Despite the declaration of a climate emergency and bipartisan support for the introduction of decarbonisation policy frameworks, New Zealand continues to use over six times its share of the global carbon budget allocated under the Paris agreement.
In a year when we’ve already seen He Pou a Rangi the independent New Zealand Climate Change Commission Report met with legal objection to its recommendations by Climate Action New Zealand, and the recent IPCC report predicting dramatic local effects from extreme weather and sea-level rise. There is mounting pressure on NZ to commit to greater action when it comes to climate targets.
NZ is currently the second-highest emitter per capita in the OECD, behind both Australia and the U.S. With the Glasgow climate conference fast approaching in November, the time has come for the government to adopt a response to climate change as urgent and robust as it has to COVID-19.
Putting the discussion around carbon emissions targets aside, let’s take a look at a few other key issues which will help drive the required change..
Renewable Energy in, Fossil Fuels out.
A broad mix of wind, solar, biomass, cleaner geothermal deployment, green hydrogen and pumped hydro storage are all touted as movers in driving the NZ government’s revised goal of 100% renewable energy supply by 2030.
Navigating the energy transition is delicate and avoiding a repeat of recent issues with reliability, and grid-connection, as encountered in Australia, will be key to ensuring bipartisan support for renewables continues, as cost and technology improvements evolve.
The improvements to building energy efficiency, power transmission systems and demand management noted in the Commission will also help, decommissioning older coal power stations like Huntly combined with future increases in electricity demand, leave NZ requiring an enormous amount of new grid-connected generation to be completed in just nine years!
The following must all be adopted as vital parts of the NZ energy mix going forward:
– Greater support for strategically located mid and large-scale solar plants.
– Shared ownership models for major generation projects.
– Amendment of overly stringent renewable project planning approval processes.
Reducing Transport Emissions.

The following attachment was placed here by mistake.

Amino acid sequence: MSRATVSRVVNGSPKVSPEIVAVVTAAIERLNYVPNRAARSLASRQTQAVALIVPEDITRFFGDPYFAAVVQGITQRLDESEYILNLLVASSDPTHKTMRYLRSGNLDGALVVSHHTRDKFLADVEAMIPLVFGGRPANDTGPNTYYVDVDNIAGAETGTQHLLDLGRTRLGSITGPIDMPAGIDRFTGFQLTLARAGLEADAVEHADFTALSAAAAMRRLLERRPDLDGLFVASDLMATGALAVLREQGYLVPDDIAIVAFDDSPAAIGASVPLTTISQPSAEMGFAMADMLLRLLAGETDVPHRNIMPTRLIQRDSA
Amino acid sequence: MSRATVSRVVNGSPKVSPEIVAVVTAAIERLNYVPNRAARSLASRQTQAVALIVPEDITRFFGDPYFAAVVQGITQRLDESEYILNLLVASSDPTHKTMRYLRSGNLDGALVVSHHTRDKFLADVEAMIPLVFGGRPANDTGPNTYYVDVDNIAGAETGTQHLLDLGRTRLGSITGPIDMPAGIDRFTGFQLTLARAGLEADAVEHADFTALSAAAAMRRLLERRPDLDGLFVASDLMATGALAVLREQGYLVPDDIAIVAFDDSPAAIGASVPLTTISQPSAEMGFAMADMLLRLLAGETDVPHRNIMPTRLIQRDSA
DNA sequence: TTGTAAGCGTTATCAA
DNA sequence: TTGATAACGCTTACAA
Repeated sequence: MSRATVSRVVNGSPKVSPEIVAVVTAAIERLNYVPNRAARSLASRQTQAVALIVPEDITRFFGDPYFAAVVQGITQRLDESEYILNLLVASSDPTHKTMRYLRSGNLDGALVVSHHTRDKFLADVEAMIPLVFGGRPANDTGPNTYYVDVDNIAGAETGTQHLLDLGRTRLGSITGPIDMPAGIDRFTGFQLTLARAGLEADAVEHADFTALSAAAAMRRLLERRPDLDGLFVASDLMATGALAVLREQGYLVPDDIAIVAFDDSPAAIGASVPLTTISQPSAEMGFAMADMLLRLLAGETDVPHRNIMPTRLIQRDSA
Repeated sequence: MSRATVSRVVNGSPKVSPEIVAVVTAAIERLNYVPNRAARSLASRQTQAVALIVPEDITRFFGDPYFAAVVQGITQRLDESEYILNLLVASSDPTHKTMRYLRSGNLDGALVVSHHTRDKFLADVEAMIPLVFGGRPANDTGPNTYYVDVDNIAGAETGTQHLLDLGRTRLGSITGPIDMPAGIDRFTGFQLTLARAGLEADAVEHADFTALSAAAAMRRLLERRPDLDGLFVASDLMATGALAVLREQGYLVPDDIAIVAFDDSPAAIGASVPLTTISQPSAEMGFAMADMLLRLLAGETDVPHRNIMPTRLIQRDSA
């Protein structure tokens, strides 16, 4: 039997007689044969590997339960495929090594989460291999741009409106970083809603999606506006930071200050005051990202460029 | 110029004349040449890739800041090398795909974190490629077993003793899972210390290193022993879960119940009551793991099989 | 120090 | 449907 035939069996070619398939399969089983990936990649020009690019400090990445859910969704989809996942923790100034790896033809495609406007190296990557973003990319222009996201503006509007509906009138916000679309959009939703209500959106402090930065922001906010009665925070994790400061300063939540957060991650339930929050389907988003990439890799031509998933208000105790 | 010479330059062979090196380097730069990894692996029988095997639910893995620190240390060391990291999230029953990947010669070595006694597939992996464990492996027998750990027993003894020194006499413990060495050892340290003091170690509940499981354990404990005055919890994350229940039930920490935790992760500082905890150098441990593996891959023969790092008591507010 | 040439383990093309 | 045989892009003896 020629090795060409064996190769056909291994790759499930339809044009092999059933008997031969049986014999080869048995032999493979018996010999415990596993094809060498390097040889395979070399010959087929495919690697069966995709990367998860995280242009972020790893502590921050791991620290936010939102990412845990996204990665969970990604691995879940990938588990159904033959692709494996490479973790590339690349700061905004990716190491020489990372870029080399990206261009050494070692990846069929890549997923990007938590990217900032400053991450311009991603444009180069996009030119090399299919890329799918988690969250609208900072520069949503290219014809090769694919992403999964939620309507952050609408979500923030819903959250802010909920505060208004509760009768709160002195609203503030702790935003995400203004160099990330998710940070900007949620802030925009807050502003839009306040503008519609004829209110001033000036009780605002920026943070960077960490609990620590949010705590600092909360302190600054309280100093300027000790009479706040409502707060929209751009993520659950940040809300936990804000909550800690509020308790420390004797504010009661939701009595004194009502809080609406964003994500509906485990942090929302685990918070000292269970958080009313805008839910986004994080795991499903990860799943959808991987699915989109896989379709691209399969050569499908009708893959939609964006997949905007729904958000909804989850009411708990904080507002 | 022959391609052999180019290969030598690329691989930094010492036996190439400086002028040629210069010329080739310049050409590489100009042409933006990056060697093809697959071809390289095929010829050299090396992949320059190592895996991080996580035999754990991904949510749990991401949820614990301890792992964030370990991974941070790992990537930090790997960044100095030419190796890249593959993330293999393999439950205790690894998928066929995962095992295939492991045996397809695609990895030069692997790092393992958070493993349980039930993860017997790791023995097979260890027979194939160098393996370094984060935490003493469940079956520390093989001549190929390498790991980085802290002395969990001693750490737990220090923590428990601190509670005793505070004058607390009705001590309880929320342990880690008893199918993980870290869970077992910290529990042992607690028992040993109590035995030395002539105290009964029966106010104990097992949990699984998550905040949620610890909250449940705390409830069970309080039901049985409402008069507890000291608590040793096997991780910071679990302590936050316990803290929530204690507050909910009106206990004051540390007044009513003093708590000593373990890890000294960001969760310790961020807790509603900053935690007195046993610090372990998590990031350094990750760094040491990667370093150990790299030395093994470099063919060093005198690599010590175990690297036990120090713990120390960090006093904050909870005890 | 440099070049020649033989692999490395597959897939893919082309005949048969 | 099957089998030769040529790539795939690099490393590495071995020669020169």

Transportation is the fastest-growing emissions sector in New Zealand, and the commission heralds a subsidy-driven transition to electric vehicles as the key component to transport decarbonisation.
Yet overseas manufacturing processes and mining of required materials like Lithium are only slightly less emissions-intensive than fossil-fuelled car production.
So even if we go completely electric, decarbonising transport will remain impossible without also reducing levels of personal vehicle use across the country.
Even under ambitious EV adoption scenarios, minimising travel times and increasing uptake of cycling and walking via urban land use planning changes are equally important measures.
Furthermore, introducing an electrified national rail network coupled with hydrogen or electric powered coastal shipping requires further attention than the report attributes, and will be key to limiting the growing emissions from intercity freight trucking and domestic air travel.
Carbon sequestration… planting Pine is not the way out of this.
The government’s recent One Billion Trees program has caused debate about whether to priorities native or exotic plantings in combating climate change.
Exotic planting has been green-lighted as Pine grows and sequesters carbon faster and timber is a prime export asset. However, Pine also decomposes faster than natives resulting in greater carbon dioxide release over time. Increases in storm events causing erosion in exotic plantations have also dampened the case for Pine.
To this point, the exact mix of native vs exotic trees planted in the One Billion Trees mix is unknown but has been heavily skewed towards exotics. The Commission now urges Aotearoa to diversify its forestry assets with a future focus towards permanent native reforestation.
There’s no “silver bullet” with forestry, and a greater focus on the sustainable management of existing plantations and the permanent protection of native old-growth forests is paramount.
Niche sub-sectors like bio-energy and micro forestry should also bring benefits with greater investment.
Working closer with Iwi.
In this road map to achieving zero emissions, it is vital that Māori are properly involved in all aspects of keeping up with national climate change commitments.
Aotearoa needs to ensure Māori are always at the table as true partners with ownership in the adoption of diverse energy solutions, the development of a marine and coastal blue economy, and the creation of carbon farming opportunities among other ventures. Tick the box consultation and tokenistic engagement has never been the answer here.
Goodbye meat and dairy, hello plant-based.
Even with the likely widespread uptake as the developed world transitions to a “healthy diet, healthy planet” lifestyle.
Anávo is strongly committed to working with responsible employers and professionals to create a better future for the planet. To discuss how we can assist you or your business in New Zealand please contact Mike Antonievich.